Micrographia, by Robert Hooke

Observ. lvii. Of the Eels in Vinegar.

Of these small Eels, which are to be found in divers sorts of Vinegar, I have little to add besides their Picture, which you may find drawn in Schem. 25.
Fig. 3.
the third Figure of the 25. Scheme: That is, they were shaped much like an Eel, save only that their nose A, (which was a little more opacous then the rest of their body) was a little sharper, and longer, in proportion to their body, and the wrigling motion of their body seem'd to be onely upwards and downwards, whereas that of Eels is onely side wayes: They seem'd to have a more opacous part about B, which might, perhaps, be their Gills; it seeming always the same proportionate distant from their nose, from which, to the tip of their tail, C, their body seem'd to taper.

Taking several of these out of their Pond of Vinegar, by the net of a small piece of filtring Paper, and laying them on a black smooth Glass plate, I found that they could wriggle and winde their body, as much almost as a Snake, which made me doubt, whether they were a kind of Eal or Leech.

I shall add no other observations made on this minute Animal, being prevented herein by many excellent ones already publish'd by the ingenious, Doctor Power, among his Microscopical Observations, save onely that a quantity of Vinegar repleat with them being included in a small Viol, and stop'd very close from the ambient air, all the included Worms in a very short time died, as if they had been stifled.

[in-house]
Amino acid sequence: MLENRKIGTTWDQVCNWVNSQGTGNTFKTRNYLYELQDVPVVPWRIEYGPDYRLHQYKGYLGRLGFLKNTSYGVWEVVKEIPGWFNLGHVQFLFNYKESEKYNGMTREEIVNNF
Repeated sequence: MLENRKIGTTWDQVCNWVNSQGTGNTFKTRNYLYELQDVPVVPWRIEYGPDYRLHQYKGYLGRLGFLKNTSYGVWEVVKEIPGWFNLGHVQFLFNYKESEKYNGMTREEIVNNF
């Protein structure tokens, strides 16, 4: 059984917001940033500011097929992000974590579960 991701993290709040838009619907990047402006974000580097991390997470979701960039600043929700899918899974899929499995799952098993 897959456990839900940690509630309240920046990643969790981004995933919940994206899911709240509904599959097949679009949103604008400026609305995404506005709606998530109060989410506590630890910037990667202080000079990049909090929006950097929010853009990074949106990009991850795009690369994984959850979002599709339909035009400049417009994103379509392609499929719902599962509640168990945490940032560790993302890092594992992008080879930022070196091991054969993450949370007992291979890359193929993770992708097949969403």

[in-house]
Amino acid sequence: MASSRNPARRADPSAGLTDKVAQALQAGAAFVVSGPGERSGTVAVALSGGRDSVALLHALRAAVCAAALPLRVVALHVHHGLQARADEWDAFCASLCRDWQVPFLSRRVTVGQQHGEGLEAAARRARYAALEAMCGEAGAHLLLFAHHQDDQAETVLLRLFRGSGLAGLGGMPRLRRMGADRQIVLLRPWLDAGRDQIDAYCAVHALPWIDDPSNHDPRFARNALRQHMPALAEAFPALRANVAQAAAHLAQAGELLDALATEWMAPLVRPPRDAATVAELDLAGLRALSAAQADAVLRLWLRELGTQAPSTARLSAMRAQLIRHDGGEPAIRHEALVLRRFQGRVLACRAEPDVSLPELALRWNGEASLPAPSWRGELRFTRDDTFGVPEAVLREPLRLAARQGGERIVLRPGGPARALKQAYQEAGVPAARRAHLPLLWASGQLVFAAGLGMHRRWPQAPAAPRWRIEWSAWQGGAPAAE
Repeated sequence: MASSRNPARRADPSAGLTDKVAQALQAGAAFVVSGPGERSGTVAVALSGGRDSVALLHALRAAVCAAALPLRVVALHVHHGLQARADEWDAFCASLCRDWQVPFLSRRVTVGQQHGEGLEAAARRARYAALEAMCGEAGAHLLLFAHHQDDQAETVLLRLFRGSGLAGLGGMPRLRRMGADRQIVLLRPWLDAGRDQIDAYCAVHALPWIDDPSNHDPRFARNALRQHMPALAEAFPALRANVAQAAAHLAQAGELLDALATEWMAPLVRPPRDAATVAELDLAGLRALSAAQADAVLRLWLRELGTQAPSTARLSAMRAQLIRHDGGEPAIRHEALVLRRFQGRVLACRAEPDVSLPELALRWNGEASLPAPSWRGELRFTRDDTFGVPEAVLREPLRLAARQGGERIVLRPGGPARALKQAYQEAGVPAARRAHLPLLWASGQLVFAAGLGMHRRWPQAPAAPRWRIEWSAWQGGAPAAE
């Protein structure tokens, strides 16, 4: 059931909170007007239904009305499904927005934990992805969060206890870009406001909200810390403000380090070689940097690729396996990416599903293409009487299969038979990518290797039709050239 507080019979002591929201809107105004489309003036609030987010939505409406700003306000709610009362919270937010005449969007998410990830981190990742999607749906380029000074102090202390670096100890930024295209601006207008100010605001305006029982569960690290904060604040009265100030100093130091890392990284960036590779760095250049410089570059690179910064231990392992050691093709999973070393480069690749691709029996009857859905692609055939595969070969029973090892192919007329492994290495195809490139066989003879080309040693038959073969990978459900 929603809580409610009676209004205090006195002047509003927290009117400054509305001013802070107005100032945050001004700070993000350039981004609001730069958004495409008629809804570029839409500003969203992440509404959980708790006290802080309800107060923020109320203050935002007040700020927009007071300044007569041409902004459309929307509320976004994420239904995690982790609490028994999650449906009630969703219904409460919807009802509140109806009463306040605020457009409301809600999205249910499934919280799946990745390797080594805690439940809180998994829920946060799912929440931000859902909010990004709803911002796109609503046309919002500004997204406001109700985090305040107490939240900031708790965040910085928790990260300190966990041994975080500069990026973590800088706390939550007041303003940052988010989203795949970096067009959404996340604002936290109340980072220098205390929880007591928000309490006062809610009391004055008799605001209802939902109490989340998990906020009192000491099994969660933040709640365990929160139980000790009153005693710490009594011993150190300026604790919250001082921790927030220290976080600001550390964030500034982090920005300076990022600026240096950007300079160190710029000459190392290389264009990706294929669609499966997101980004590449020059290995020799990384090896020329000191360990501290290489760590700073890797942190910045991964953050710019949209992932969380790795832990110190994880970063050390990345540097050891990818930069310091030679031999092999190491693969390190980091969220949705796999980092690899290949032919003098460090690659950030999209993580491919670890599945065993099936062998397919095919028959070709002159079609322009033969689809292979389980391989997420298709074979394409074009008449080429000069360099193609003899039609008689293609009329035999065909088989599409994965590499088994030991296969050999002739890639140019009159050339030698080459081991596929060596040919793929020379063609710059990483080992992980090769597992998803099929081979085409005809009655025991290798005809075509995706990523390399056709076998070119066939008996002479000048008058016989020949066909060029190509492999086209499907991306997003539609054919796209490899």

And that their motion seems (contrary to what we may observe in the motion of all other Infects) exceeding slow. But the reason of it seems plain, for being to move to and fro after that manner which they do, by waving onely, or wrigling their body; the tenacity, or glutinousness, and the density or resistance of the fluid medium becomes so exceeding sensible to their extremely minute bodies, that it is to me indeed a greater wonder that they move them so fast as they do, then that they move them no faster. For what a vastly greater proportion have they of their superficies to their bulk, then Eels or other larger Fishes, and next, the tenacity and density of the liquor being much the same to be moved, both by the one and the other, the resistance or impediment thence arising to the motions made through it, must be almost infinitely greater to the small one then to the great. This we find experimentally verify'd in the Air, which though a medium a thousand times more rarify'd then the water, the resistance of it to motions made through it, is yet so sensible to very minute bodies, that a Down-feather (the least of whose parts seem yet bigger then these Eels, and many of them almost incomparably bigger, such as the quill and stalk) is suspended by it, and carried to and fro as if it had no weight.

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Last updated Monday, March 17, 2014 at 16:42